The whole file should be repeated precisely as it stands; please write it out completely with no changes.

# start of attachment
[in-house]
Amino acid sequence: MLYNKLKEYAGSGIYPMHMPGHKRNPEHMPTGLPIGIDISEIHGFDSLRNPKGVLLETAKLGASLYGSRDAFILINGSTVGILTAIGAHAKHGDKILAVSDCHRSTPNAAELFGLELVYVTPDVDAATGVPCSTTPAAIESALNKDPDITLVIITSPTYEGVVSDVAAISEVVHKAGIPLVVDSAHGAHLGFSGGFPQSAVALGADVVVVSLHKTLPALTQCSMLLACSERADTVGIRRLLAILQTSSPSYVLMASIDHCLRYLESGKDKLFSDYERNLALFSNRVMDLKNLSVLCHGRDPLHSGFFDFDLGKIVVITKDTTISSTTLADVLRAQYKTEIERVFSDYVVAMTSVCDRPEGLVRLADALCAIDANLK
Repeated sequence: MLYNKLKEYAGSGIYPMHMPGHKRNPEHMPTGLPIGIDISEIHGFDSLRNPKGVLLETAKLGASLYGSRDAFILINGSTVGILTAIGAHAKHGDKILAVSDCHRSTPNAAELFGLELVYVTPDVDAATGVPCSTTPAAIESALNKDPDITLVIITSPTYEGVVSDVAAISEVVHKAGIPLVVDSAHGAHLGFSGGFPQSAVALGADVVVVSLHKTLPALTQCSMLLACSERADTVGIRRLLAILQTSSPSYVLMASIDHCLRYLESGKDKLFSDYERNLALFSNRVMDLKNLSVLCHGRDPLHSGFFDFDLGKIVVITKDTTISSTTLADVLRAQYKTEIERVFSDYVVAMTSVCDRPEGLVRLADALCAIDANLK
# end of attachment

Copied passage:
[in-house]
Amino acid sequence: MLYNKLKEYAGSGIYPMHMPGHKRNPEHMPTGLPIGIDISEIHGFDSLRNPKGVLLETAKLGASLYGSRDAFILINGSTVGILTAIGAHAKHGDKILAVSDCHRSTPNAAELFGLELVYVTPDVDAATGVPCSTTPAAIESALNKDPDITLVIITSPTYEGVVSDVAAISEVVHKAGIPLVVDSAHGAHLGFSGGFPQSAVALGADVVVVSLHKTLPALTQCSMLLACSERADTVGIRRLLAILQTSSPSYVLMASIDHCLRYLESGKDKLFSDYERNLALFSNRVMDLKNLSVLCHGRDPLHSGFFDFDLGKIVVITKDTTISSTTLADVLRAQYKTEIERVFSDYVVAMTSVCDRPEGLVRLADALCAIDANLK
Repeated sequence: MLYNKLKEYAGSGIYPMHMPGHKRNPEHMPTGLPIGIDISEIHGFDSLRNPKGVLLETAKLGASLYGSRDAFILINGSTVGILTAIGAHAKHGDKILAVSDCHRSTPNAAELFGLELVYVTPDVDAATGVPCSTTPAAIESALNKDPDITLVIITSPTYEGVVSDVAAISEVVHKAGIPLVVDSAHGAHLGFSGGFPQSAVALGADVVVVSLHKTLPALTQCSMLLACSERADTVGIRRLLAILQTSSPSYVLMASIDHCLRYLESGKDKLFSDYERNLALFSNRVMDLKNLSVLCHGRDPLHSGFFDFDLGKIVVITKDTTISSTTLADVLRAQYKTEIERVFSDYVVAMTSVCDRPEGLVRLADALCAIDANLK